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Taiwan Research Programme
London School of Economics and Political Science
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London, WC2A 2AE

 

Co-Directors
Professor Stephan Feuchtwang
s.feuchtwang@lse.ac.uk

Dr Fang-Long Shih
f.shih@lse.ac.uk

Taipei and Shanghai: a comparative approach to two contemporary art biennials

With Mr Felix Schoeber (University of Westminster)

Series: Seminar on Taiwan in Comparative Perspective 

Date: Thursday 22 February 2007, 6pm-8pm

Venue: Seligman Library (Room A607), Old Building, London School of Economics (LSE)

Chair: Professor Stephan Feuchtwang (Taiwan Culture Research Programme)

Abstract

Biennials are the main thoroughfare for new ideas and artists in the contemporary art scene. The 90s have seen an explosion of the number of biennials worldwide, many of which in Asia. Among those, the Taipei Biennial was one of the earliest, opening in 1992, and becoming international in 1998. The Shanghai Biennial inaugurated almost unnoticed in 1996, and went international in 2000, by now becoming one of the most important art events in Asia.

I will try to analyze some of the questions specific to the curatorship of biennials, such as the question of the curator, the exhibition as text with a theme rather than a number of singular works, the question of universal representation versus the biennial as a text of the future, and the dynamics between the fringe and officialdom in Shanghai and in Taipei.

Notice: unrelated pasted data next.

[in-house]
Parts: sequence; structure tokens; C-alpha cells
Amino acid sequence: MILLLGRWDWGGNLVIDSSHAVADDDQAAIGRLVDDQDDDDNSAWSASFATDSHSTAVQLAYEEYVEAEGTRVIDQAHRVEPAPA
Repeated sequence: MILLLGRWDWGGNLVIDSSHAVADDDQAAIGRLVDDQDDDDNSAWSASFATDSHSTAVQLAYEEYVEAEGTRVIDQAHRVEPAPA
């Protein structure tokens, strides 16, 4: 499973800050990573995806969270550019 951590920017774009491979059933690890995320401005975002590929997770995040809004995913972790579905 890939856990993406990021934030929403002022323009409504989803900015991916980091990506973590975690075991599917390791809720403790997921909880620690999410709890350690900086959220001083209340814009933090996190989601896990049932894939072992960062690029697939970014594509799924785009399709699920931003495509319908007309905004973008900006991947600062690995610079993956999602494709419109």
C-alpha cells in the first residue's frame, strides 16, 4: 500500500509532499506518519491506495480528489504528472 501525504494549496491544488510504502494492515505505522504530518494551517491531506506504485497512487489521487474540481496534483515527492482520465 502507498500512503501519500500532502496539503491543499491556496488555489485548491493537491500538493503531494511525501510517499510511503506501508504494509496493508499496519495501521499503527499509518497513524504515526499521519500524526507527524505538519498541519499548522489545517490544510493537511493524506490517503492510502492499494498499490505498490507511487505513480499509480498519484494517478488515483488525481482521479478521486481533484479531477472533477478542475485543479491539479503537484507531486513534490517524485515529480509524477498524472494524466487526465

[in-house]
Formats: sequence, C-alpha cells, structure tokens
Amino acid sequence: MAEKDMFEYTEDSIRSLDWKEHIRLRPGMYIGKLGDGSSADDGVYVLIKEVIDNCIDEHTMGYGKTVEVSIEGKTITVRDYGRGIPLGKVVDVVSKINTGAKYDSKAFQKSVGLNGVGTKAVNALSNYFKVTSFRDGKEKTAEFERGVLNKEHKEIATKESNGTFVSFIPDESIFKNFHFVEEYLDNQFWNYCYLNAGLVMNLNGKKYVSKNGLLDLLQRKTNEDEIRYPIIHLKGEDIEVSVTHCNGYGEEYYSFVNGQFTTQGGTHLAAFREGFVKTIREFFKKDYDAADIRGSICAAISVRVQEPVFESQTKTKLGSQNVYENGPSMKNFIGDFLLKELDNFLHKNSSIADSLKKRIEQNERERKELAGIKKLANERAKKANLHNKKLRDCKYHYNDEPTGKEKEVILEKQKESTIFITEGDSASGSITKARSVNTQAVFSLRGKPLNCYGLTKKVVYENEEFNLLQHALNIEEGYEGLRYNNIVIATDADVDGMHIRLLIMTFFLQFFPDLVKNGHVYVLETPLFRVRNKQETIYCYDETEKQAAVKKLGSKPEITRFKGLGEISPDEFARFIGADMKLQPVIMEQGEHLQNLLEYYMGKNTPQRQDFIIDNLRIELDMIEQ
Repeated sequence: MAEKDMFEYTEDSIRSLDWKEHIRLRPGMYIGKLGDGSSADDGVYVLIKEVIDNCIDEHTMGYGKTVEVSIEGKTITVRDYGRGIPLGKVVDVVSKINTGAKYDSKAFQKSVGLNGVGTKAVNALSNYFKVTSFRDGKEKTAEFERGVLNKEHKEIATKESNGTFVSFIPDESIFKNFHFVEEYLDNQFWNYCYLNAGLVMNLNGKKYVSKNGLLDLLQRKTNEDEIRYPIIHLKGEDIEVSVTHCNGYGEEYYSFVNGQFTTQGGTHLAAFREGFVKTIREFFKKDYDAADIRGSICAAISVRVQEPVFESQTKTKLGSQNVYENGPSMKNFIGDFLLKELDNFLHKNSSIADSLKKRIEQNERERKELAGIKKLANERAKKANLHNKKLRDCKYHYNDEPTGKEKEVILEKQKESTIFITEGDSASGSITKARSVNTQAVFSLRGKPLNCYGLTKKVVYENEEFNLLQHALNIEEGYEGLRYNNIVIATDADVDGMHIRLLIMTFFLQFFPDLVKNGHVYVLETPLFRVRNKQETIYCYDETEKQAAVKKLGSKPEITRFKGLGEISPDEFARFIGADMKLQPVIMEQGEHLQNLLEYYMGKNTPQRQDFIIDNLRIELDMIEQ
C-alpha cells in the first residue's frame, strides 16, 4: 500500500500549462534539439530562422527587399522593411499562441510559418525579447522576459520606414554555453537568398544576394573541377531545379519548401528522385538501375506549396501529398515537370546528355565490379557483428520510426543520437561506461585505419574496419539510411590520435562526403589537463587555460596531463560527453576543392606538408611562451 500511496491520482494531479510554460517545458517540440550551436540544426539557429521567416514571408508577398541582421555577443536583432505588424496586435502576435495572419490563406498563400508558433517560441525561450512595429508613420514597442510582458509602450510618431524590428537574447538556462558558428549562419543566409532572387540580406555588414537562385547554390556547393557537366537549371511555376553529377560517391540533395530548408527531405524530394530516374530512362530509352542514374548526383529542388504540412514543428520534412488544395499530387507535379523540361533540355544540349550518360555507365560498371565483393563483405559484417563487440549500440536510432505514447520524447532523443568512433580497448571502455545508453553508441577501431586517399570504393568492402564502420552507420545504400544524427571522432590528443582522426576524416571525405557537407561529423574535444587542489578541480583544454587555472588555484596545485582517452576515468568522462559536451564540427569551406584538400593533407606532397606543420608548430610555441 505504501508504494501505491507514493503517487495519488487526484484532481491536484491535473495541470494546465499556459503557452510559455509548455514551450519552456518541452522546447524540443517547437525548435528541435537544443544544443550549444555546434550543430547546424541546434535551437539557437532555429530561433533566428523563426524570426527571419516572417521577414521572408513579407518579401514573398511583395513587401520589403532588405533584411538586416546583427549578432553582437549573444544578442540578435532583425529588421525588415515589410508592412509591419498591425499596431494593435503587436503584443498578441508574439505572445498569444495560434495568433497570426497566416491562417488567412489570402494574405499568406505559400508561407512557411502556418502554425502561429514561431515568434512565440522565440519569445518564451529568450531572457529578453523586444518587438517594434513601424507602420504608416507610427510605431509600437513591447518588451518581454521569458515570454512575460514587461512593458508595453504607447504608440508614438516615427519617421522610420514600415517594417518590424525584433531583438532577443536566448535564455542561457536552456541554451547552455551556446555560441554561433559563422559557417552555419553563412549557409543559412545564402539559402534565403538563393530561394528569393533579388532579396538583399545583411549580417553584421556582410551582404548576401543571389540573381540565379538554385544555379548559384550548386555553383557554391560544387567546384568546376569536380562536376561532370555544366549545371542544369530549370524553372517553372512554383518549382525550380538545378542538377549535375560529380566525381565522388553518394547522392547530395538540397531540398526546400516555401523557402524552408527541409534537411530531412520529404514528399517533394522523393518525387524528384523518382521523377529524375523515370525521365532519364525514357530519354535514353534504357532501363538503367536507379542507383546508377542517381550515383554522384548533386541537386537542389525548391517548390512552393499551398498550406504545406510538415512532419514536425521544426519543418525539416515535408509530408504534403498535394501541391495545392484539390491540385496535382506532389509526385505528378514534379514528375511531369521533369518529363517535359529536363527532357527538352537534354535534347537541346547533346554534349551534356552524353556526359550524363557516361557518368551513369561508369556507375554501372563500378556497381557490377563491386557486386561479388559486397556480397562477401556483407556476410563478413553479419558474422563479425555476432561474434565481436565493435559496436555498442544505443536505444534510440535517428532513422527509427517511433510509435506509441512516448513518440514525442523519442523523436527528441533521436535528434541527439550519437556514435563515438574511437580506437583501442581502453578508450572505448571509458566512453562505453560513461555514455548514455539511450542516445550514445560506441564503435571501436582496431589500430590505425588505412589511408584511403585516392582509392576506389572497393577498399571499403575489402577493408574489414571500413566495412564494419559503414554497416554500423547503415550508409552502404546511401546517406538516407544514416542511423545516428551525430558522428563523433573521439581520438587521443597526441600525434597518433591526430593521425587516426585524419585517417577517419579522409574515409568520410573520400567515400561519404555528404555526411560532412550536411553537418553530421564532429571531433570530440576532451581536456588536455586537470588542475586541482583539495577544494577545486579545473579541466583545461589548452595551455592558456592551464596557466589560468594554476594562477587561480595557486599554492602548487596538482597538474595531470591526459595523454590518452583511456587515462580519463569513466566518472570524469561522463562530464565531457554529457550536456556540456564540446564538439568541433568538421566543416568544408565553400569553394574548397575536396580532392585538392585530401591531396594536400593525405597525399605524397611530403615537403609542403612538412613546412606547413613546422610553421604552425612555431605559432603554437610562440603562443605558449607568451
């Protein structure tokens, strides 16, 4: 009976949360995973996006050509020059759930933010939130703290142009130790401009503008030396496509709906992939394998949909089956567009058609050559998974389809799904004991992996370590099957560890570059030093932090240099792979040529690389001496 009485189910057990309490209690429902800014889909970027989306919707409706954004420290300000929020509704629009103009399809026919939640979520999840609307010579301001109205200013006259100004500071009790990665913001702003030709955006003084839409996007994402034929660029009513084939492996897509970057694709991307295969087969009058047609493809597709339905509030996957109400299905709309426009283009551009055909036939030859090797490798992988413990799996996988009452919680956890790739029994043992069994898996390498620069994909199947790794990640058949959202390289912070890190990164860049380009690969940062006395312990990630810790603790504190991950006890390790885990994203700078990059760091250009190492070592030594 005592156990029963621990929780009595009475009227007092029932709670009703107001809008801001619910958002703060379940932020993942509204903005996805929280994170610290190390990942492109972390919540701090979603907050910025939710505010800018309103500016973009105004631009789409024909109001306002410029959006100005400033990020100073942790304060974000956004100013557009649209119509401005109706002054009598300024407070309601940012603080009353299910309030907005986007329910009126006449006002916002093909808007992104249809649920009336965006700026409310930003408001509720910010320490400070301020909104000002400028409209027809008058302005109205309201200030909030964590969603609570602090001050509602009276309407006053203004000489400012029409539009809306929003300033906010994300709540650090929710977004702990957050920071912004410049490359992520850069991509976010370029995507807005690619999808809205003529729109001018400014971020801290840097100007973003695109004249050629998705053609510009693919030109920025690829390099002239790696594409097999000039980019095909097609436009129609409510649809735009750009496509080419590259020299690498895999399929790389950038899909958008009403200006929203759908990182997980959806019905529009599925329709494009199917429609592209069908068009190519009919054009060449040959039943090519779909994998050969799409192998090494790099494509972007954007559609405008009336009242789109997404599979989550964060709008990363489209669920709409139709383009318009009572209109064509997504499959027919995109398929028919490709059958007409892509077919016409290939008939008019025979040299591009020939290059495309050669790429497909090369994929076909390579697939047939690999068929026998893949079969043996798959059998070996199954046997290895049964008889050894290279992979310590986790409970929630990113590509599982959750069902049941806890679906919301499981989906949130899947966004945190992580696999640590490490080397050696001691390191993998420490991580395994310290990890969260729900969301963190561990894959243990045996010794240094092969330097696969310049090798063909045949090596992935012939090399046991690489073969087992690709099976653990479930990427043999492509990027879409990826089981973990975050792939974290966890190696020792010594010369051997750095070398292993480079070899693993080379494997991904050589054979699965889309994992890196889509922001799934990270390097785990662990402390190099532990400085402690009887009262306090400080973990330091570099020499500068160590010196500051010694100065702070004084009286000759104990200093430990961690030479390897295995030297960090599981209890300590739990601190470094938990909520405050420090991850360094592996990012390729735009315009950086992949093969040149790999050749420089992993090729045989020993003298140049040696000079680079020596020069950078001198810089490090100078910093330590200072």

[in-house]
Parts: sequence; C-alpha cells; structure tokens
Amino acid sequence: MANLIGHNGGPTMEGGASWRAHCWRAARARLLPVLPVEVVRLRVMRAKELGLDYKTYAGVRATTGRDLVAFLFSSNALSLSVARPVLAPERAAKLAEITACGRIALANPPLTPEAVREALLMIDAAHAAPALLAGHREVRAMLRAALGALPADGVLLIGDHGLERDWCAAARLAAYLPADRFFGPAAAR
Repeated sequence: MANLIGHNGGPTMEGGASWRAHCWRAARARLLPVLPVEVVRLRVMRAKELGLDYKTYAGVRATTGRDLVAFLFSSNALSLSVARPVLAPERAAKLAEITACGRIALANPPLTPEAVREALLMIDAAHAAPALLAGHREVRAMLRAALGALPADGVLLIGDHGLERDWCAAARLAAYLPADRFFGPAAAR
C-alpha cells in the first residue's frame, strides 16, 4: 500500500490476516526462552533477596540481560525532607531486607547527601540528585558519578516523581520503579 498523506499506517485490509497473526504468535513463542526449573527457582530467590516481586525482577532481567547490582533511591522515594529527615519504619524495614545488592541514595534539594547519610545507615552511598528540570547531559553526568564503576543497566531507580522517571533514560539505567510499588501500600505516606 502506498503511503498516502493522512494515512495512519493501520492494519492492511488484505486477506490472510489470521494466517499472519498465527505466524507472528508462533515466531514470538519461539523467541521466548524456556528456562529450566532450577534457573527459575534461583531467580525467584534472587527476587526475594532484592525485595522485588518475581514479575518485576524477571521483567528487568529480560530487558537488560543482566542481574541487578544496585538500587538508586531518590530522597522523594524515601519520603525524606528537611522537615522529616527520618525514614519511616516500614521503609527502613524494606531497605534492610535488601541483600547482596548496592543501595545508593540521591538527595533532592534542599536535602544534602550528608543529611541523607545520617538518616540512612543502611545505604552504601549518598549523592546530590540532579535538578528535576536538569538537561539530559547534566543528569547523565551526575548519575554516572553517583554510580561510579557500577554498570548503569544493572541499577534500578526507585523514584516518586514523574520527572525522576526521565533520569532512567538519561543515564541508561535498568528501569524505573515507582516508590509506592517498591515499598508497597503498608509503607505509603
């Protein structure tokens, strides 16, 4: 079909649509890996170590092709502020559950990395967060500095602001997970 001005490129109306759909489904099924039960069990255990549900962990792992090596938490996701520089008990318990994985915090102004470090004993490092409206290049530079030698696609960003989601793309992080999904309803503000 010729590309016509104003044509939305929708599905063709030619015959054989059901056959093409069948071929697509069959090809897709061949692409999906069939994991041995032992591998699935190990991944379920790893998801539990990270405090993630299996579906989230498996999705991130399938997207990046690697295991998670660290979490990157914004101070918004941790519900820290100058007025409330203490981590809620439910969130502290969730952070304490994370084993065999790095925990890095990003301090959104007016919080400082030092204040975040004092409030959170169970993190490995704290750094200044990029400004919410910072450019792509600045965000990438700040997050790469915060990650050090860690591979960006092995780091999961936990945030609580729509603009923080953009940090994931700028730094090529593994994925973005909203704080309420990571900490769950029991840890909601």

I will argue that one of the main historical differences between the two is the rather experimental period of identity biennials in the late 90s, which culminated in the 1996 Taipei Biennial with its more than 100 artists. In contrast to this attempt to universal representation, I will argue that the main thrust of the Shanghai Biennial is "internationalisation", a trend which has become ever more prominent since the 2000 Shanghai Biennial. The internationalization of the Taipei Biennial has led to a new trend, equally present on both side of the Taiwan strait: the biennial as a theme show, and as a site of modernity and globalisation, which on the reverse side has almost but eliminated any reference to the local, albeit the heavy use of cultural and postcolonial theory.

About the Speaker

Mr Felix Schoeber is based at the Centre for the Study of Democracy (CSD), University of Westminster.

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